The Department of Labor recently published guidance to assist employees and employers with protections and relief offered by the Families First Coronavirus Response Act (FFCRA). If you recall, the FFCRA required certain employers to provide employees with paid sick leave or expanded family and medical leave for specified reasons related to COVID-19. The mandatory leave requirement expired on December 31, 2020.
Status of Mandatory Paid Leave in U.S.
The guidance specified that employers are not required to provide paid leave under the FFRCA in 2021, but if they choose to on a voluntary basis, they are eligible for a tax credit. It further explained that if an employee who was eligible for FFCRA leave in 2020 but did not take it for whatever reason, the employer is not required to provide the unused leave in 2021.
While it took a pandemic to cause it, it is noteworthy that for the first time in U.S. history Congress passed a law (FFCRA) requiring all employers with more than 50 and fewer than 500 employees to provide paid leave. Perhaps more importantly, it possibly established a precedent and strong case for more federally-mandated paid leave in the future. The U.S. is among the very few countries that do not yet require employers to provide paid sick leave or some form of similar paid leave. At the onset of the COVID-19 pandemic in March 2020, approximately 93% of the world’s 193 countries had mandatory paid sick leave for employees according to an article by The World, a daily global news program. Congress has attempted to pass mandatory paid leave programs in the past, and nine states (including Maryland) and the District of Columbia have their own mandated paid leave programs. While paid leave is certainly gaining more attention and many employers voluntarily provide paid leave, the fact remains many employees, especially the lowest paid, do not have access to paid leave. For working parents who are also caregivers, a sick child or elderly parent can present a major crisis if the employee doesn’t have access to paid leave.
The COVID-19 pandemic created a renewed sense of urgency. During a June 18, 2020. U.S. Senate Committee on Finance hearing, a bipartisan majority discussed the problems working families were facing in the face of a pandemic causing school and childcare facility closures nationwide. Sen. Ron Wyden (Democrat from Oregon) put a fine point on it by saying, “It seems to me that the coronavirus has hammered home literally and figuratively why paid leave is so urgently needed. What we are hearing from at home and from our colleagues … is that families are being forced to make choices that really don’t come close to meeting their family’s needs.”
Fortunately for U.S. employees, Congress passed FFCRA and employees felt some relief. Employees could stay home if sick or to care for a sick family member. FFCRA leave also slowed the spread of the virus. Researchers at Cornell University and the Swiss Economic Institute showed the mandated leave, “was a highly effective tool to flatten the curve.”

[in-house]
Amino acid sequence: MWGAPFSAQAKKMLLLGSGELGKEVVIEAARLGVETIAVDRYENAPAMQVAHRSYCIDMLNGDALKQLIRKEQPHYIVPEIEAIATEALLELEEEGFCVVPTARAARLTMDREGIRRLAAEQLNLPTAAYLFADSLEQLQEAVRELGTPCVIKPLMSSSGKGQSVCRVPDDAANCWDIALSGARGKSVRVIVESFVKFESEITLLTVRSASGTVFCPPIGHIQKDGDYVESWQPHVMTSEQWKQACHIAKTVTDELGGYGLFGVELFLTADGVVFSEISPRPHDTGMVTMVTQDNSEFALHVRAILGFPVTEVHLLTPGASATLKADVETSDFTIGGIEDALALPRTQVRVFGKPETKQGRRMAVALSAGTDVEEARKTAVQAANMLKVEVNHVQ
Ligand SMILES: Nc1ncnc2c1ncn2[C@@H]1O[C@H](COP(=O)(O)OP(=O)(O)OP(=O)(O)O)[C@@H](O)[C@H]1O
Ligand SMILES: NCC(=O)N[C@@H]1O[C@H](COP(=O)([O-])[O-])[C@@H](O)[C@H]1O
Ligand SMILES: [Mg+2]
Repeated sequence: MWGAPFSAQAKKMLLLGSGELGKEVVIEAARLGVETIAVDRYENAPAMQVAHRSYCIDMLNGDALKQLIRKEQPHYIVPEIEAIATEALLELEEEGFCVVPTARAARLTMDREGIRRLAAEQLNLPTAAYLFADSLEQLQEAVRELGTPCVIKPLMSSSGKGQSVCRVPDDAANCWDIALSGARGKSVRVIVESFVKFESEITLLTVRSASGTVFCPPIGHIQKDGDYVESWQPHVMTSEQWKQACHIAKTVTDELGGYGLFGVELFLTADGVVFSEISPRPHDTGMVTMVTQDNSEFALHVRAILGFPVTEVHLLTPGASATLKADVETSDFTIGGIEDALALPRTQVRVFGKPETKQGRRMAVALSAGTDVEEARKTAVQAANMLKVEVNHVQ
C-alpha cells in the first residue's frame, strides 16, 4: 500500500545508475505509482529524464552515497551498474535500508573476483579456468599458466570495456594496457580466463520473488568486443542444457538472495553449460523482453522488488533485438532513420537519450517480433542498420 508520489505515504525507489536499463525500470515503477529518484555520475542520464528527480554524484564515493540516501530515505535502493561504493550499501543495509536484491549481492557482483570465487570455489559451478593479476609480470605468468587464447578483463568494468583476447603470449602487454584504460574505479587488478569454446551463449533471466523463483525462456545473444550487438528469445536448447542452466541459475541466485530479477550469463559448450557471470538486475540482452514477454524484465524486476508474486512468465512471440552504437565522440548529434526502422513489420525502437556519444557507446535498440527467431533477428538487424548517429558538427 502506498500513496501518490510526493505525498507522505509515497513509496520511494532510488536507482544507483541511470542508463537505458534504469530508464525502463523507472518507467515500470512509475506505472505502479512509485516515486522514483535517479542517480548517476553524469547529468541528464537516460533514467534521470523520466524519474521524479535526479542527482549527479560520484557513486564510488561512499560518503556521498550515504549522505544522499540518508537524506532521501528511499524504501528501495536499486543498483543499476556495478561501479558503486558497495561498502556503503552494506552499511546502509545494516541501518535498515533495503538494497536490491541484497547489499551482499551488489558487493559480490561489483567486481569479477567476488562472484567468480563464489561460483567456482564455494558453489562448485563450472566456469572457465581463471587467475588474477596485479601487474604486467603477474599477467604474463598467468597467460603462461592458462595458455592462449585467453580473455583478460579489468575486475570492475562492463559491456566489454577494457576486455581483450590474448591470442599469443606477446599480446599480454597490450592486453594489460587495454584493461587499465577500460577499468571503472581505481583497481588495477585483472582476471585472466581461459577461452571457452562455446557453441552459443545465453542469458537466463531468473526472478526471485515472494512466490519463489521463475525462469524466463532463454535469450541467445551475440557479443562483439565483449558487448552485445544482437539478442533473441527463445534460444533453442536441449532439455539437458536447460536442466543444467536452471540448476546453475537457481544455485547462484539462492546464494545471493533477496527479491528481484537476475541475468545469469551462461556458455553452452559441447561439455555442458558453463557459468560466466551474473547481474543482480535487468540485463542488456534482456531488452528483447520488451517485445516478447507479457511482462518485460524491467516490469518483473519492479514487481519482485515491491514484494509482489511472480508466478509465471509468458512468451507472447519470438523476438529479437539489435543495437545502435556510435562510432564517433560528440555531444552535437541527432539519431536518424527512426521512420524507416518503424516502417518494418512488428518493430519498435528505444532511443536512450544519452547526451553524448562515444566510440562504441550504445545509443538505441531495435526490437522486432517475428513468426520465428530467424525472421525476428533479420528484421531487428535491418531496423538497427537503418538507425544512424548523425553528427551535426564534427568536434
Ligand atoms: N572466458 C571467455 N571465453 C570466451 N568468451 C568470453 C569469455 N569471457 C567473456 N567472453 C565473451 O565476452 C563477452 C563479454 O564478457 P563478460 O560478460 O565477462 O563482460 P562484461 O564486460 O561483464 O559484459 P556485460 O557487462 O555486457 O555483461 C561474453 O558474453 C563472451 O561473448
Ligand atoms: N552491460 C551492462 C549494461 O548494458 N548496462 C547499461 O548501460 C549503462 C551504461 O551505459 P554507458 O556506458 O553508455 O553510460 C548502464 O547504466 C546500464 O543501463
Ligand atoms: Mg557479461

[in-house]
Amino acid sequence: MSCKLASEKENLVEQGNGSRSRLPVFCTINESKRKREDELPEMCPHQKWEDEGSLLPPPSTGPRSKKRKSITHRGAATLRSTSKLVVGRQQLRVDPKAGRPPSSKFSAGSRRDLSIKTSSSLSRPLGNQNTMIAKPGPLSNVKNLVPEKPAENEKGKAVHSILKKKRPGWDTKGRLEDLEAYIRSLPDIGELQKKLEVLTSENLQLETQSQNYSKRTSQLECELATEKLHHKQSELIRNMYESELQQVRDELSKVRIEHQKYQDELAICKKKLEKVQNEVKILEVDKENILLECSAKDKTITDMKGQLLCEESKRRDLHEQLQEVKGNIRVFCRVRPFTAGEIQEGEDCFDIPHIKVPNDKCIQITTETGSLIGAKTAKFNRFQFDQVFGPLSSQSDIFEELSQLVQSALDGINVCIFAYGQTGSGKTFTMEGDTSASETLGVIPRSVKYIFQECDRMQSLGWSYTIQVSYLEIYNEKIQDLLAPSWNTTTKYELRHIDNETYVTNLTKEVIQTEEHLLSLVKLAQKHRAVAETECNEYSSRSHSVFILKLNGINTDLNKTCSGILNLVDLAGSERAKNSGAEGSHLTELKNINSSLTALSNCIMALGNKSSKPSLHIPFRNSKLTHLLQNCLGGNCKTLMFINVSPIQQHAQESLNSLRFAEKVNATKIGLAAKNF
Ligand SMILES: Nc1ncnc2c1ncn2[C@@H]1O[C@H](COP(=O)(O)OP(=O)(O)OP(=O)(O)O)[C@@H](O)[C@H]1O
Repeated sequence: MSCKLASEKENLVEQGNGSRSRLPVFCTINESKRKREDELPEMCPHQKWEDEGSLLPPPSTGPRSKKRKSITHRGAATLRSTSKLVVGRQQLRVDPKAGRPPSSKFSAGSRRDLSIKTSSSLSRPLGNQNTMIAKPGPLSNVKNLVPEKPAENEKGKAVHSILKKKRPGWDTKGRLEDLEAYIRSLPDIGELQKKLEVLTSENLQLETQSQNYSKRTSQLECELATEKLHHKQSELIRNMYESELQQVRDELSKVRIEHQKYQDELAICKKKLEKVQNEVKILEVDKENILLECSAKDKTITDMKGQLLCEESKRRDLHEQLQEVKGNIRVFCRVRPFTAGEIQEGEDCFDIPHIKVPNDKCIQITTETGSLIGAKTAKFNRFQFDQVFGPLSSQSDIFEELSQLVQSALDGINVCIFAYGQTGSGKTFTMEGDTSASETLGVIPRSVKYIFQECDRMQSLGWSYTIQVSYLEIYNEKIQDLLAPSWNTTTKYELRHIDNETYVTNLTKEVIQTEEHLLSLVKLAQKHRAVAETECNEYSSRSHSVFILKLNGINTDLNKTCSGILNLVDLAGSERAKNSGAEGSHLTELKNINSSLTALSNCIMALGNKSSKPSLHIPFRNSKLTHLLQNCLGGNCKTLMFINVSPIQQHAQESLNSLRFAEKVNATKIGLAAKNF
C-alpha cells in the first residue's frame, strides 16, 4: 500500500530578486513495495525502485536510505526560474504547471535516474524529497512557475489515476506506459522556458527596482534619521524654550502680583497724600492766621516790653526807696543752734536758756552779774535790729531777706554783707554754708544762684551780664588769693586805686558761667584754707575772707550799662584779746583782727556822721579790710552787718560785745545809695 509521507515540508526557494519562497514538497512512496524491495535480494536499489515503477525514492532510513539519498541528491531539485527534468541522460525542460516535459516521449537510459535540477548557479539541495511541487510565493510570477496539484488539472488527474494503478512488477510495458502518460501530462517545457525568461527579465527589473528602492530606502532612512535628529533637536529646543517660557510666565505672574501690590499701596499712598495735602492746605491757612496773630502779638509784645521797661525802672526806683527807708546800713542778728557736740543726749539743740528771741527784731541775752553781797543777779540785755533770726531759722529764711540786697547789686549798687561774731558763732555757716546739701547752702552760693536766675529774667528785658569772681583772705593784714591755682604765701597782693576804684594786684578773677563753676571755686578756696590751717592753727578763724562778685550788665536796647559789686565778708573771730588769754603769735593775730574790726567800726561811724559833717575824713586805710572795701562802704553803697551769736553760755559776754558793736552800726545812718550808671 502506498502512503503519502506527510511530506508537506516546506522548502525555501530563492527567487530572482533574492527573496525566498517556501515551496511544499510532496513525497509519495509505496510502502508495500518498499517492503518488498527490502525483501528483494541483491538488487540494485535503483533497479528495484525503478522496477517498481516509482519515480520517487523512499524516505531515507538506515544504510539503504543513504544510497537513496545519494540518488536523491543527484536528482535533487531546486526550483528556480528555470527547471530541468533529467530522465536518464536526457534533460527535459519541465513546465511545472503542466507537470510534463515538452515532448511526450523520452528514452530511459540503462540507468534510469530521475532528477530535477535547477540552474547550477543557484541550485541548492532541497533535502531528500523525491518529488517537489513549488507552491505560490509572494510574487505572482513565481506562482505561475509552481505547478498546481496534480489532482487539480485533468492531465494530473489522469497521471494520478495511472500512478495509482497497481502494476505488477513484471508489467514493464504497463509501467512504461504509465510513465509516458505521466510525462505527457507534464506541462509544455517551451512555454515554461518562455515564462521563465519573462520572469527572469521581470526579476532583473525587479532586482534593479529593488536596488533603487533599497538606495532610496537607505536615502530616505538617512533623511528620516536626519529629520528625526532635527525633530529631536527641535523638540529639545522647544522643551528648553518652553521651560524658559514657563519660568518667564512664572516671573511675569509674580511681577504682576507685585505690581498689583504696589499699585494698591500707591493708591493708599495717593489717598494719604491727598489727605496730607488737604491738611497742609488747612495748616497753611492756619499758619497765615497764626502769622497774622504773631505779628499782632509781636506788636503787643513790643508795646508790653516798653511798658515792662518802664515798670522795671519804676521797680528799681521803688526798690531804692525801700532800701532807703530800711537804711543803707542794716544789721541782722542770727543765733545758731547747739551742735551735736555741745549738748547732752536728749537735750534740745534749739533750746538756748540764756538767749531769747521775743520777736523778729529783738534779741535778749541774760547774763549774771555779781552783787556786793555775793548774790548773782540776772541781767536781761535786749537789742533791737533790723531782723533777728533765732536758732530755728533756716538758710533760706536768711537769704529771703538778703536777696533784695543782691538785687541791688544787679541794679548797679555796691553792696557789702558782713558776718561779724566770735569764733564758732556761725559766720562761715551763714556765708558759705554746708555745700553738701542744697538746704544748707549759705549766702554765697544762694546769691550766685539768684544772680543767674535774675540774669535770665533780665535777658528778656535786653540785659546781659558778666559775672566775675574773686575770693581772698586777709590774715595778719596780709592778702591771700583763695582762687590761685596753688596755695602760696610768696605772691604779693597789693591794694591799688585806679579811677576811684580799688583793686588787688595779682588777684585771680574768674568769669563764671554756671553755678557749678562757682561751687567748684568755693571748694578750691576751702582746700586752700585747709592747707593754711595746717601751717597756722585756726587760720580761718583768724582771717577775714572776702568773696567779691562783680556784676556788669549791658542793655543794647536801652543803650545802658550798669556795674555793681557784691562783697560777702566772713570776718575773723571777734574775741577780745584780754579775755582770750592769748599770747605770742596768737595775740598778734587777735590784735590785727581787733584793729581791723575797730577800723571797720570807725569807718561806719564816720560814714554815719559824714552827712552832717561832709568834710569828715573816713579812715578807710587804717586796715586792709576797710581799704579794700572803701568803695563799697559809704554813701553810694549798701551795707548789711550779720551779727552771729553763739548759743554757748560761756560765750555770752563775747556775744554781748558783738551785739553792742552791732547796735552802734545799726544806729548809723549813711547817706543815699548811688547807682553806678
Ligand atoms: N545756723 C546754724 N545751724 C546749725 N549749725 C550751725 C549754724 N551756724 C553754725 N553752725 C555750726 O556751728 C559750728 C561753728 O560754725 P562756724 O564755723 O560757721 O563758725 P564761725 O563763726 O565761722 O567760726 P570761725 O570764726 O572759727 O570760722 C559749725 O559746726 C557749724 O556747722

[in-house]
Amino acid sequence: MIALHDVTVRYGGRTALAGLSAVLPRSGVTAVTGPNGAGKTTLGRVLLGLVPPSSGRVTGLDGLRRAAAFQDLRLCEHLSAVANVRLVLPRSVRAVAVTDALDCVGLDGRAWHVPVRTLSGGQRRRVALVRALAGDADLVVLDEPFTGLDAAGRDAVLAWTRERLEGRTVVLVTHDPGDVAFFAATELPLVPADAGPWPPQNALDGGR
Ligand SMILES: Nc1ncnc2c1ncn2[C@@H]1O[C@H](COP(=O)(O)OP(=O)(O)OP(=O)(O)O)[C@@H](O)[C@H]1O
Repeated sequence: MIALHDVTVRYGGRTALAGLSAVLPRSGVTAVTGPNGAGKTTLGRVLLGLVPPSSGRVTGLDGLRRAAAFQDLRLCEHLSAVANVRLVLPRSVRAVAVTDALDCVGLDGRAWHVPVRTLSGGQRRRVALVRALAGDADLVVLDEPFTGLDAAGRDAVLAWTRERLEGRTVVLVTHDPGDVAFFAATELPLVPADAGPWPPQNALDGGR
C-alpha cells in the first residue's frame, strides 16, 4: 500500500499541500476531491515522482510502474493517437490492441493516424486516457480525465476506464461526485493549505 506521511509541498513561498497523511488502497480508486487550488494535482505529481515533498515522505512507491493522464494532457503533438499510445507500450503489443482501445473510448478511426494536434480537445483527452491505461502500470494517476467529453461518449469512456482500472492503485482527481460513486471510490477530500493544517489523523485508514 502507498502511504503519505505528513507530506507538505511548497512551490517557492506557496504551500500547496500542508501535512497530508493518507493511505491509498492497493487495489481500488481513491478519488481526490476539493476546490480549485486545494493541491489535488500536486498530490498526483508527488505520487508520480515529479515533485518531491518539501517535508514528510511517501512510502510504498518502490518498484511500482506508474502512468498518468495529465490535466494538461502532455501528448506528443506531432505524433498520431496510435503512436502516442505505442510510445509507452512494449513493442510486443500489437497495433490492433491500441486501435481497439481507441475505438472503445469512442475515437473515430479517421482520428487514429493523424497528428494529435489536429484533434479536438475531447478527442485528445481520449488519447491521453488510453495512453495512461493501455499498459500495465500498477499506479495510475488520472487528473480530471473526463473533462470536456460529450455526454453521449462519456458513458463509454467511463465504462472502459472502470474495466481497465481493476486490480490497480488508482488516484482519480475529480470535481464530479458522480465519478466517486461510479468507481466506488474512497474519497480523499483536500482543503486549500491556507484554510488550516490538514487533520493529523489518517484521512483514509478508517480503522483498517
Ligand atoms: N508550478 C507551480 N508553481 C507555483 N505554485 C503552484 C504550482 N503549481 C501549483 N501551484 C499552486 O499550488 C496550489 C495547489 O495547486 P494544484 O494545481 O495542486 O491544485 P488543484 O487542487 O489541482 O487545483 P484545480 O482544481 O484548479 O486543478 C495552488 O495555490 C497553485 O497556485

However, there’s a reason (or possibly many) mandated paid leave has received pushback in the U.S. For one, it is expensive, and someone has to pay for it. Most state paid leave plans are financed through some version of a payroll tax, rather than a simple mandate on employers which spreads the cost of providing the leave over employers and all employees. In most states, an approximate 1% tax on payroll has been implemented to fund the leave taken by employees. There are also costs associated with workplace disruptions caused by mandated paid leave. Employers must find alternative ways for on-leave employees’ job duties to be fulfilled.
This may be in the form of temporary workers supplied by a third-party, whose wages employers must pay and whose work product may not be on par with that of the on-leave employee. Staff may need to be cross-trained to successfully fill in for on-leave employees potentially placing a strain on employees expected to assume additional job duties in the absence of co-workers on leave. In some cases, employees on mandated medical leave are covered by employer-provided short-term disability insurance policies resulting in costs for both self-insured employers and those with experience-rated short-term disability policies. Also, mandated leave often results in additional recordkeeping and other administrative burdens for employers. Finally, a federal law would have to be coordinated with existing state and local paid leave laws, potentially creating confusion and additional administrative problems.
While challenges exist in providing federally-mandated paid leave programs, they are not insurmountable. Smart HR expects 2021 to be a year in which the mandated paid leave discussion continues with possible legislation on the horizon. Any federally-mandated paid leave law must be coordinated with existing paid leave laws in Maryland and the District of Columbia. Stay tuned for next week’s blog where we focus on paid leave mandates in Maryland and the District of Columbia.